Guinness Extra Stout

Review Date 10/3/2000  Last Updated   3/17/2020   By John Staradumsky

My goodness. My Guinness. Ok, I didn't make that up. But I wish I had. It was actually a slogan used by the brewery to sell its beer, one of many over the years. "Guinness is Good For You" is another one that I particularly like. Beer good for health? Perish the thought in this country, but the Europeans, with a variety of cultures that far predate Hollywood and McDonalds, know better. Doctors in Ireland have been known to prescribe Guinness to pregnant mothers, in moderation of course.

It is a common misconception that Guinness is higher in alcohol content than many beers. In fact, it is lower than many. Guinness draws its strength and flavor from the use of roasted malt and barley, not from additional fermentation. A whopping 48 percent of beer sold in Ireland is stout, mostly Guinness but also some brewed by rivals Murphy's and Beamish.

Tonight I'm sampling bottled Guinness Extra Stout, which I actually prefer over draft or canned Guinness. Draft Guinness is smoother and less bitter than the bottled version, slightly sour, and served with a thick creamy head via a nitrogen tap pour. Pub Draught Guinness, complete with nitrogen-dispensing widget, emulates the draught version fairly well.

Guinness Extra Stout is jet black in color with a generous tan cauliflower head and a rich chocolate-pudding nose. The palate is packed with rich dark chocolate flavors, more of the pudding notes, a rich coffeeish character, and an intense roasty bitter finish which lingers on the tongue leaving a burnt toffee sensation.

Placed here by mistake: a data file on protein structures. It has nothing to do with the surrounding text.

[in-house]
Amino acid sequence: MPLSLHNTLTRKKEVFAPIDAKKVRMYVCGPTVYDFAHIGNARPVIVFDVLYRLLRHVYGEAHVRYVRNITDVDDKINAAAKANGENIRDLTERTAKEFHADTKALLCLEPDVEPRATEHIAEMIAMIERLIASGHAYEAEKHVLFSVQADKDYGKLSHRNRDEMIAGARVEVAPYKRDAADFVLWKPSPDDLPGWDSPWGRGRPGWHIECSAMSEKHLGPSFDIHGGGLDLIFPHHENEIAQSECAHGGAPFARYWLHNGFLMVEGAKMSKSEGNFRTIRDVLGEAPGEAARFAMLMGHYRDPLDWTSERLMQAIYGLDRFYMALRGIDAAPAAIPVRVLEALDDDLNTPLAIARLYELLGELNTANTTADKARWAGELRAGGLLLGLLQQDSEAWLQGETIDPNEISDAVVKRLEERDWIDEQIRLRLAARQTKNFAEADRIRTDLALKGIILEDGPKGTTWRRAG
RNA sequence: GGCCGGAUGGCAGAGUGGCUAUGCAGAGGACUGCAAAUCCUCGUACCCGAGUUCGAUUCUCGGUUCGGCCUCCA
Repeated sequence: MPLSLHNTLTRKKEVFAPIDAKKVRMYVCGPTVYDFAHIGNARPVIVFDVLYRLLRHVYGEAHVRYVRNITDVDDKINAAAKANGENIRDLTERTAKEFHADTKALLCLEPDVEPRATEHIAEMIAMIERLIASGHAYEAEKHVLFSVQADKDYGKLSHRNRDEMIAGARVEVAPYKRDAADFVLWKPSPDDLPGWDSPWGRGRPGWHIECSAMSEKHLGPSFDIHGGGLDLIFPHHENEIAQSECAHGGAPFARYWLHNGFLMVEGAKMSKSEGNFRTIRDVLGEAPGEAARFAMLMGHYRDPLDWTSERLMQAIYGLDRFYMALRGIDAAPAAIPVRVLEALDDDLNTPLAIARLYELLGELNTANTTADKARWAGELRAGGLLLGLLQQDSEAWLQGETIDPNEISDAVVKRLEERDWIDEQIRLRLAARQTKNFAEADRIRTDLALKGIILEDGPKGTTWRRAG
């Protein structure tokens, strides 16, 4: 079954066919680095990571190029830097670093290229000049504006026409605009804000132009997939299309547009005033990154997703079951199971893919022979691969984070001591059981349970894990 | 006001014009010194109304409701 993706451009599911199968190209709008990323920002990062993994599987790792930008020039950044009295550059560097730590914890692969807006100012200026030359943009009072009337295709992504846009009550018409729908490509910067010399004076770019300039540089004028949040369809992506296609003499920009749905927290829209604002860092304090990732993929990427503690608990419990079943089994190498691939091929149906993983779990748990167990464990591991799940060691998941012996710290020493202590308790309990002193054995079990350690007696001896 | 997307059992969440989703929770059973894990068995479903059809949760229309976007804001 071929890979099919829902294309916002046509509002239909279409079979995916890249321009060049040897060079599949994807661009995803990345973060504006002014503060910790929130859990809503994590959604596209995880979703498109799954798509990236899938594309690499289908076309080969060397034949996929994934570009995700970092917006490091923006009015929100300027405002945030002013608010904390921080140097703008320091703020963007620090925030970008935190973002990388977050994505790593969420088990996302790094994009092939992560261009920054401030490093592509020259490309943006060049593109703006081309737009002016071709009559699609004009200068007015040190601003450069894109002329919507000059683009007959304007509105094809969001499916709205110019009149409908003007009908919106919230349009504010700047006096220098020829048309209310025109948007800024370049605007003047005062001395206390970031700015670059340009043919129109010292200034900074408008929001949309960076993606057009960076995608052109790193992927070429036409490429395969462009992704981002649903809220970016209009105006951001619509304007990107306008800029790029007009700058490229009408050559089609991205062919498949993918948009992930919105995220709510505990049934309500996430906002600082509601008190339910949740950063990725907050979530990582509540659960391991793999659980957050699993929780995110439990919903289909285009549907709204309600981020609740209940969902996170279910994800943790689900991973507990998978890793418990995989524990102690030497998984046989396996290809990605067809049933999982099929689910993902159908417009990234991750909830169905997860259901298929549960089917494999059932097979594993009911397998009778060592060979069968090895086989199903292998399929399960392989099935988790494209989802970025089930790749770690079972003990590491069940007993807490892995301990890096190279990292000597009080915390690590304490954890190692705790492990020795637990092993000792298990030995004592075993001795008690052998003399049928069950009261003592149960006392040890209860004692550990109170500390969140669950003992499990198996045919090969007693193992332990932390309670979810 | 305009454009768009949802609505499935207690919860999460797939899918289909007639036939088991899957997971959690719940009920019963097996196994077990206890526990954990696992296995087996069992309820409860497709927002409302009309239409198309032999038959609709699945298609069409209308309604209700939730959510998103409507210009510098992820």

Would you believe I didn't like this beer the first time I tried it? I didn't. Stout is an acquired taste, and I recall to this day my beer moment of that first Guinness. I was sitting in my car on my lunch break from work, a young man in my early twenties enjoying a beer. At the time, I was convinced somebody at the brewery wasn't paying attention and badly burned a batch. Where was quality control that day? Surely, they let one slip by. Today I know better, and of course now I love the stuff.

I can think of no better combination than bottled Guinness and fried oysters. This is a classic pairing that I have enjoyed on numerous occasions. The pungent shellfish and roasty beer work together perfectly.

Guinness produces a rare (at least here in the United States) and delightful Foreign Extra Stout, which you should definitely try, if you get the chance.

Recently, Guinness released a bottled equivalent of its Pub Draught canned product, complete with widget inside. Curiously, the bottle suggests you pop the cap and drink straight from the bottle. Why would they want you to do this?

In utter defiance, I pour mine into a glass and watch the murky, silky bubbles slowly rise to the top to form a creamy tan head. The nose is enticing, a tad coffee like. The palate is delightful, creamy smooth and wonderfully reminiscent of a freshly poured pint. There are hints of chocolate, strong suggestions of roasted barley, and a creamy smooth, slightly roasty bitter finish. Exceptional!

Go and buy some. Now. Or else.

Update 3/17/2020: It wouldn't be St. Patrick's Day without Guinness now would it? A bomber bottle of Extra Stout sells at Publix for the amazingly low price of $2.49 (at least that's what I paid). Smooth, creamy, roasty bitter and delicious, just the thing after the traditional meal of corned beef and cabbage.

And remember, try a new beer today, and drink outside the box.

*Pricing data accurate at time of review or latest update. For reference only, based on actual price paid by reviewer.